Utah community Reacts To Derek Chauvin Murder Conviction
Apr 20, 2021, 11:21 PM | Updated: Feb 7, 2023, 4:12 pm
SALT LAKE CITY – Three hours after a judge announced a guilty verdict in the trial of Derek Chauvin Tuesday, demonstrators rallied outside of the public safety building in downtown Salt Lake City to celebrate and continue to call for justice for others.
“Make some noise for George!” Rae Duckworth yelled over a megaphone to a growing crowd. “All three counts!”
Duckworth has seen her share of protests. She is the vice president of the Utah Chapter of Black Lives Matter. And on Tuesday she said she “had anxiety all day.” The celebration for a former officer’s conviction stood in contrast to months of protests over the last year and countless calls for justice.
“Just the fact that it came out the way it’s supposed to, I’m going to be able to take that deep breath tonight. And that’s relieving for me and my community right now,” Duckworth said.
Another look at the scene at the murals in downtown Salt Lake. pic.twitter.com/pM60w9FlXt
— Matt Rascon KSL (@MattRasconKSL) April 21, 2021
At the start of the rally, Lex Scott, the president of BLM Utah described the scene as eerie, saying “It’s surreal because we’ve never gathered here to celebrate anything.” She believed the night would be a “healing night.”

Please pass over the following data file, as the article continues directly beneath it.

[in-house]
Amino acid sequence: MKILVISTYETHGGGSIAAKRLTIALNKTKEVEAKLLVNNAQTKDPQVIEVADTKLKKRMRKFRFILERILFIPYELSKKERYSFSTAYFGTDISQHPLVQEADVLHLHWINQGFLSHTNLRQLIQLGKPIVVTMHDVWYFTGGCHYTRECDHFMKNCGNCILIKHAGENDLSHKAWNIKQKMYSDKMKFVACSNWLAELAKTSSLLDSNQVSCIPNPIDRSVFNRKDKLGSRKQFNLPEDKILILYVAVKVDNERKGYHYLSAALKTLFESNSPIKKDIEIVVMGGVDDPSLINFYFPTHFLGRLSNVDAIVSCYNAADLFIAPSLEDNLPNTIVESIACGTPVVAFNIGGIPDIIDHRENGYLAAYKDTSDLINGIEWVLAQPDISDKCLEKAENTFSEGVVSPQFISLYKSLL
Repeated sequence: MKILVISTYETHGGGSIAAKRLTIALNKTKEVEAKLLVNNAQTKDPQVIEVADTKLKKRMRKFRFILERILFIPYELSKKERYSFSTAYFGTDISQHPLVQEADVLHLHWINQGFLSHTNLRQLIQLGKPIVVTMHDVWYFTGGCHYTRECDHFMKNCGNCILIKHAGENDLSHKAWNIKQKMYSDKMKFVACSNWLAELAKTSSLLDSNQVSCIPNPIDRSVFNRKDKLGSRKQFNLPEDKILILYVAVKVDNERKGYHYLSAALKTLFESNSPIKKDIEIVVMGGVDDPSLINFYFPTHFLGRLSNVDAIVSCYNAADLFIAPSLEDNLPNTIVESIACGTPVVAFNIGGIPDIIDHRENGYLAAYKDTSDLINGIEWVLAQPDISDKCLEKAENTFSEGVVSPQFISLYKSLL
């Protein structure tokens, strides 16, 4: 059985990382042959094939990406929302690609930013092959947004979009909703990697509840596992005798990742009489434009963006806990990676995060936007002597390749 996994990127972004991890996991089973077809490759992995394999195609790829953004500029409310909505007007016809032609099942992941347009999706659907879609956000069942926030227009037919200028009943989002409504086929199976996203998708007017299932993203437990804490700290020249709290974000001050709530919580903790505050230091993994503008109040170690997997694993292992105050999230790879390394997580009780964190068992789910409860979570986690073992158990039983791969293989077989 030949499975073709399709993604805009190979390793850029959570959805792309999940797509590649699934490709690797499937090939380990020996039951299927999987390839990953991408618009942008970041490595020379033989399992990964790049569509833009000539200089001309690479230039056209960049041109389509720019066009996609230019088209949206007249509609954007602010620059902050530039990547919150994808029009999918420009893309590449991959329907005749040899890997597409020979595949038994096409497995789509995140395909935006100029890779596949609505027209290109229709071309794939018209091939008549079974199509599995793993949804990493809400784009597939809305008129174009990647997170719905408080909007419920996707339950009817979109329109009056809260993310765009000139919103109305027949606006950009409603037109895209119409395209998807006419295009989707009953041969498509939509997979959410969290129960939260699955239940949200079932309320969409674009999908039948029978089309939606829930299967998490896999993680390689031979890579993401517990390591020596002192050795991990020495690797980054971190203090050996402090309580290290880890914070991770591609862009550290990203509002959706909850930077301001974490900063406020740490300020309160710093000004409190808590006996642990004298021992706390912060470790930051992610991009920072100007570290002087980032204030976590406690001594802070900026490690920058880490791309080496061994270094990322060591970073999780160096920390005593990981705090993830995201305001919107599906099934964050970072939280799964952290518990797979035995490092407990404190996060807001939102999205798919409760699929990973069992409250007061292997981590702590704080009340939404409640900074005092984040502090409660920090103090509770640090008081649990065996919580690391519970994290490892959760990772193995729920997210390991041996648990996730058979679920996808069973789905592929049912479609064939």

Still, amid the feelings of relief and gratitude for justice in this case, there was still mourning and a call to continue the fight.
“We shouldn’t have to celebrate a murderer being convicted of murder,” Scott said. “It should be that rare for a police officer who murdered someone to be convicted of murder.”
As significant as they see the jury’s decision, Scott acknowledged “the whole movement can’t be based on the results of one case. We have to keep fighting.”
“It’s not over because, you know, yeah he was convicted of the crime he committed and that’s what we need but that doesn’t do anything for Breonna Taylor,” Duckworth said.
After several speakers outside the Salt Lake Police Department, demonstrators marched about a mile and a half away to the mural of George Floyd, where they planted flags and built up a memorial. The focus remained on George Floyd and his family throughout but also what the decision could mean for the movement seeking justice and changes in policing.
“We’re facing the right direction and that means we can save a life. That can save my daughter. That can save my brother and I’m thankful for that,” Duckworth said.